Additional tools soon will help pilots identify and track a laser beam. Earlier this summer, the FBI contracted the laser company Optra to develop a Laser Event Recorder tracking system to be installed on aircraft to capture a laser signal and pinpoint it with GPS, creating evidence on a USB drive to help convict a culprit.

In the meantime, perhaps, pilots can replace their traditional aviator sunglasses with this pair of laser-resistant shades. At least then, they can still look cool and not get blinded when flying.

Will Congress Ever Pass the FAA Reauthorization Bill?

Congress is still not getting the job done with the FAA Reauthorization bill.

In previous posts  on Plane Conversations I have discussed the issues surrounding all of the different provisions of the bill and why it still hasnt passed into law.

I still don’t know why Congress has to pile in all these controversial provisions that deal with Unionization of FedEx and landing slots at a couple airports into a major funding bill that has been in a stall for years.

The only reason I can think of is good old fashioned politics and game playing on the hill, and in the mean time issues with safety, upgrade of a severely outdated air traffic control infrastructure and long term funding to run the FAA gets postponed again.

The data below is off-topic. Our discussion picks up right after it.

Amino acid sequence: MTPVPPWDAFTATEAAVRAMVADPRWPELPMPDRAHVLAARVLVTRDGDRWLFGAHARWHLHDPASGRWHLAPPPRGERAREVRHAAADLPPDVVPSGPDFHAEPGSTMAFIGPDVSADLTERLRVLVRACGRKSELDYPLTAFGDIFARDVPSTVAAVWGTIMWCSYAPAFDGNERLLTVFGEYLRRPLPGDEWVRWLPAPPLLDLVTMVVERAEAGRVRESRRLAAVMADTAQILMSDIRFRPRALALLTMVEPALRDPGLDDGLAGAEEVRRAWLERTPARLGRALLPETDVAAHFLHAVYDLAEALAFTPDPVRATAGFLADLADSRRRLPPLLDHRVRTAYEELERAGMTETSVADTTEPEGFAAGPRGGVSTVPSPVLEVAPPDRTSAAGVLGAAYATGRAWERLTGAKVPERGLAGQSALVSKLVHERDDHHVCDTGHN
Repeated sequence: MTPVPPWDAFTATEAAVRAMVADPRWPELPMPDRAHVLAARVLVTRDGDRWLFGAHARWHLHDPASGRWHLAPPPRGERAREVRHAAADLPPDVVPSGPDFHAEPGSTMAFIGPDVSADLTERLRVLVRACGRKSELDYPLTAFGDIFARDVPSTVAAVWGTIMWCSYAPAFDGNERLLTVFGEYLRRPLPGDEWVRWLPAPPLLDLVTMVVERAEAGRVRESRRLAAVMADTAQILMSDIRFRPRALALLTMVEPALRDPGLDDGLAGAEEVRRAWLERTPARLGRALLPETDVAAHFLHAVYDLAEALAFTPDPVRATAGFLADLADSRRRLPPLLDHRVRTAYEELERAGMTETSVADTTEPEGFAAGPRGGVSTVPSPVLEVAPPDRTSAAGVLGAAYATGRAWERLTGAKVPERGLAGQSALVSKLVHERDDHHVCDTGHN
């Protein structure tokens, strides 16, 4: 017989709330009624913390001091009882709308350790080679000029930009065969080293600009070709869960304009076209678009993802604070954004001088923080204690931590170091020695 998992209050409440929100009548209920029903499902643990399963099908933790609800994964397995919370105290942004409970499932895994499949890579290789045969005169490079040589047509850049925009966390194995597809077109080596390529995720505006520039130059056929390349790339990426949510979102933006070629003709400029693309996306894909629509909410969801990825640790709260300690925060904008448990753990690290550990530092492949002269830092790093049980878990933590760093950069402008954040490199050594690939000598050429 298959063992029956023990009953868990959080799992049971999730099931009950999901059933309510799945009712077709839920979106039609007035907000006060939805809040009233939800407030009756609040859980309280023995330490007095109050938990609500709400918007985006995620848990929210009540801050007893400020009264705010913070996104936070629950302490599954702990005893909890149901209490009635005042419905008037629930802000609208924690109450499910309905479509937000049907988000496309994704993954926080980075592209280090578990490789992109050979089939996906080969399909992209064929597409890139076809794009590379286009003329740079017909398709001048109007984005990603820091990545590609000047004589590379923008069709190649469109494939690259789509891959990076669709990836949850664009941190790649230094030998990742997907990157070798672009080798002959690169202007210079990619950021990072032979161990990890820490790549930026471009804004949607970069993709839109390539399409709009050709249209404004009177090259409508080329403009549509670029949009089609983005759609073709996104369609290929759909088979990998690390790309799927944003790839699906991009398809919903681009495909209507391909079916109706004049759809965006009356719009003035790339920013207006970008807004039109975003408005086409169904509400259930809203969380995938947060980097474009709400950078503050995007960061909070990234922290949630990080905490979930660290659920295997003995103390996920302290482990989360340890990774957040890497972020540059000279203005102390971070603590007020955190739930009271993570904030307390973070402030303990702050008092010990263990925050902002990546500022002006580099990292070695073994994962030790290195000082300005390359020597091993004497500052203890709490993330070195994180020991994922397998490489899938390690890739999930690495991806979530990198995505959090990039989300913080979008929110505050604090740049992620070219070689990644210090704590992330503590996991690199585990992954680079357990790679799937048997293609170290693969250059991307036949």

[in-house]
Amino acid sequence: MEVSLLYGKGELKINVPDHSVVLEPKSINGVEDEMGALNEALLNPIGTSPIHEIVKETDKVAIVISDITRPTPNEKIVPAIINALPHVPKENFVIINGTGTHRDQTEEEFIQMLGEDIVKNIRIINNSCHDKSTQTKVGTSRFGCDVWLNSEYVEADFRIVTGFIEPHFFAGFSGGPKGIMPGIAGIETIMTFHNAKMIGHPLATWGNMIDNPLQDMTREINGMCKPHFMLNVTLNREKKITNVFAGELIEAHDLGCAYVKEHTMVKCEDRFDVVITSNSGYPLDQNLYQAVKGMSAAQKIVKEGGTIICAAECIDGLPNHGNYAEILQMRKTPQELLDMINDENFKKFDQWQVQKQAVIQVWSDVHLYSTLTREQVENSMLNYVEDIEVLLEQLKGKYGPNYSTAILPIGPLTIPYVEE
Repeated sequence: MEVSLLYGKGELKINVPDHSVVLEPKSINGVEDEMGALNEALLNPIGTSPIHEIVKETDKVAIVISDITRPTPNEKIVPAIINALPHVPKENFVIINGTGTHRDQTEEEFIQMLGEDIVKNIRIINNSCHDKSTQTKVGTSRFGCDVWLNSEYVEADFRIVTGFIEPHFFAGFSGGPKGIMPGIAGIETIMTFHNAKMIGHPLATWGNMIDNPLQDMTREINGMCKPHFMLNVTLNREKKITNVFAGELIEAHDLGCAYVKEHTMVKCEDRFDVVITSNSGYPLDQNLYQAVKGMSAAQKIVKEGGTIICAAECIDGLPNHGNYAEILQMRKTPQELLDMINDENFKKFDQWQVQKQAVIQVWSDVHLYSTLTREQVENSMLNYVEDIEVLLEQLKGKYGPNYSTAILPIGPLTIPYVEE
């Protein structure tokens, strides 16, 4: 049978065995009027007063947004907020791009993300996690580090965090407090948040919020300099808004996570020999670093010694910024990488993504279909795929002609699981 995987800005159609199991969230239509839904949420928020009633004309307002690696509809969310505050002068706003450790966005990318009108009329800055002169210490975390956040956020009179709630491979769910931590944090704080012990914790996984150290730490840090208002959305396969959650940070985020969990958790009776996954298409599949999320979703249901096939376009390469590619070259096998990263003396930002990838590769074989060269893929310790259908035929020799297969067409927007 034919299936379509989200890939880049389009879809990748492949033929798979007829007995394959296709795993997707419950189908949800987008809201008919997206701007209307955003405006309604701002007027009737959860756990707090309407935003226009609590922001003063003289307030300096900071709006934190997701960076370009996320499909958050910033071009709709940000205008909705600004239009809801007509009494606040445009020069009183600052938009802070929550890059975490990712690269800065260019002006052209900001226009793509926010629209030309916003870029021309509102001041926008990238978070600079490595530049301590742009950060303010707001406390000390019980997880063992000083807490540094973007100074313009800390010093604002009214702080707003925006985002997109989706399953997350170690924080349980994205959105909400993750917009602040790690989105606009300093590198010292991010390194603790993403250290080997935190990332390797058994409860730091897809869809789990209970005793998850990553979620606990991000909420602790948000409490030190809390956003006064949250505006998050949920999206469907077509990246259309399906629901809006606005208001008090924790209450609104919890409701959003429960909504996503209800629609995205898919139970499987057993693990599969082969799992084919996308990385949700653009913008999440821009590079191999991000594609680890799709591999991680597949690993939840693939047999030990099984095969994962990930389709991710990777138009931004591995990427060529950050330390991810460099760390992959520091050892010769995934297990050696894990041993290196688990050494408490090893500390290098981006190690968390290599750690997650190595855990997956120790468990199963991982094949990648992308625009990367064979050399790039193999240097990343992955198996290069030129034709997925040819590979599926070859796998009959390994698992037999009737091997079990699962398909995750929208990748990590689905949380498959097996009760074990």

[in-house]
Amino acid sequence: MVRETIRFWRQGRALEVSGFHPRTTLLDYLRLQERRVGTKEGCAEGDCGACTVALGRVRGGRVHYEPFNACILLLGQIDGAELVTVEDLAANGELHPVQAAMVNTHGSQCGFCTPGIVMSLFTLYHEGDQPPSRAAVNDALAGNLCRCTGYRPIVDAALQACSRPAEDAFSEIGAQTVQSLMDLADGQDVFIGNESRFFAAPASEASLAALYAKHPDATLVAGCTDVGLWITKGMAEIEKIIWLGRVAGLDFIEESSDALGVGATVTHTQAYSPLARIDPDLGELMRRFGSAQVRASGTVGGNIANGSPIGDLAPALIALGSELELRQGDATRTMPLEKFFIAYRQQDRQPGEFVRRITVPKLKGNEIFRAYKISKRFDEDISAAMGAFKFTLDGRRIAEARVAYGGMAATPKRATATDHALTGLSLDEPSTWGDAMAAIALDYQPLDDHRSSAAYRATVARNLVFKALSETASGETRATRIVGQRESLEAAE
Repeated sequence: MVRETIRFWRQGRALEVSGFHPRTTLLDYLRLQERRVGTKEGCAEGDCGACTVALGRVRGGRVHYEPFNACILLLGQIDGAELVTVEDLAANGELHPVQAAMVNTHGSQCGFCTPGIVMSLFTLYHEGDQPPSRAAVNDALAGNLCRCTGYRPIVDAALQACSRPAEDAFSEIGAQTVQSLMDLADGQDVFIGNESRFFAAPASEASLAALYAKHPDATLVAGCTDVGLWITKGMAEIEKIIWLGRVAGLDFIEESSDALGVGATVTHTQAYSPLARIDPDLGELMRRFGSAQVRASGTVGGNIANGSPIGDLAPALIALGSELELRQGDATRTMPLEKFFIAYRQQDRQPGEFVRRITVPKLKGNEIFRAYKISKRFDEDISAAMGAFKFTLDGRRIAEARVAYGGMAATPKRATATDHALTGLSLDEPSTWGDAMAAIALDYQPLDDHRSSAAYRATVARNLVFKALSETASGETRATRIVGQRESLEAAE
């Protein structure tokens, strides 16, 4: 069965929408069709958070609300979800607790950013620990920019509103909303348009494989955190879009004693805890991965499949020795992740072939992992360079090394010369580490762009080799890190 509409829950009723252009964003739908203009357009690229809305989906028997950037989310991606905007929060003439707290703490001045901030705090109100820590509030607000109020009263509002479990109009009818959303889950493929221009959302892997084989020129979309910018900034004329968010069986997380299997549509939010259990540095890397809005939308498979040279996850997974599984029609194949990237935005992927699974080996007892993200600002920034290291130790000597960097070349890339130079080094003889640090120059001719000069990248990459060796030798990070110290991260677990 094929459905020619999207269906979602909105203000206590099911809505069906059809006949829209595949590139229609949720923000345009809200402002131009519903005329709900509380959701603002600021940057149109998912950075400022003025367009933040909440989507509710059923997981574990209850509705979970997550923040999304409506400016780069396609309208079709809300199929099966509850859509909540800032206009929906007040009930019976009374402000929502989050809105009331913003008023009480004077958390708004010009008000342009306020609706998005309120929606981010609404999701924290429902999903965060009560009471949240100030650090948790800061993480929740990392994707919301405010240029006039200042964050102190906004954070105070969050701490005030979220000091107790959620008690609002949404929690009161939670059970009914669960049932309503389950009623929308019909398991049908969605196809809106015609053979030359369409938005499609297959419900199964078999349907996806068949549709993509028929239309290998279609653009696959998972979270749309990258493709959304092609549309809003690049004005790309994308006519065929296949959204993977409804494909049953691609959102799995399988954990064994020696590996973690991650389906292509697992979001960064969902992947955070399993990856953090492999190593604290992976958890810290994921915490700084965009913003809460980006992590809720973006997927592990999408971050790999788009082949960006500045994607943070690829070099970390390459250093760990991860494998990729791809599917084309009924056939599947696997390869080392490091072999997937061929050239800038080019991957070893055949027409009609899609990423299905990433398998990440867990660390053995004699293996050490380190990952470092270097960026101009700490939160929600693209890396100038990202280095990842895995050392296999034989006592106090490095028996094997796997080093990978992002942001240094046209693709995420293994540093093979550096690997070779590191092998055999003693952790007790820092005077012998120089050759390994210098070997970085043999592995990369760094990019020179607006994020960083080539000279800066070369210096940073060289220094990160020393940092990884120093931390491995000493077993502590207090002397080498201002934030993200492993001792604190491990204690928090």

If those of us who run businesses and make payroll every week ran our business like these guys do business on “The Hill” we would have been out of business a long time ago.

Reporting from the Los Angeles Times by Julia Love, Tribune Washington Bureau in a July 30 article:

 Responding to the deaths of 50 people in the crash last year of a Continental Airlines flight near Buffalo, N.Y., Congress passed legislation Friday requiring increased training and experience for regional airline pilots.
The House passed the measure, which also extends Federal Aviation Administration funding, on a voice vote just before midnight Thursday, and the Senate approved identical legislation Friday morning. No member of either chamber objected.
The legislation requires all airline pilots to log at least 1,500 hours of flight time before flying passengers, up from the current 250-hour minimum for newly hired copilots. The bill also boosts training, mandates the creation of a national database of pilot records and aims to reduce pilot fatigue by directing the FAA to update rules on pilot duty hours.

So under political pressure from the families who suffered loss from the crash in Buffalo congress has passed a special bill dealing with pilot requirements and training for airlines.

 The target for the FAA long term funding reauthorization is now set for September 30.

 Any bets on whether they get it done before election time in November?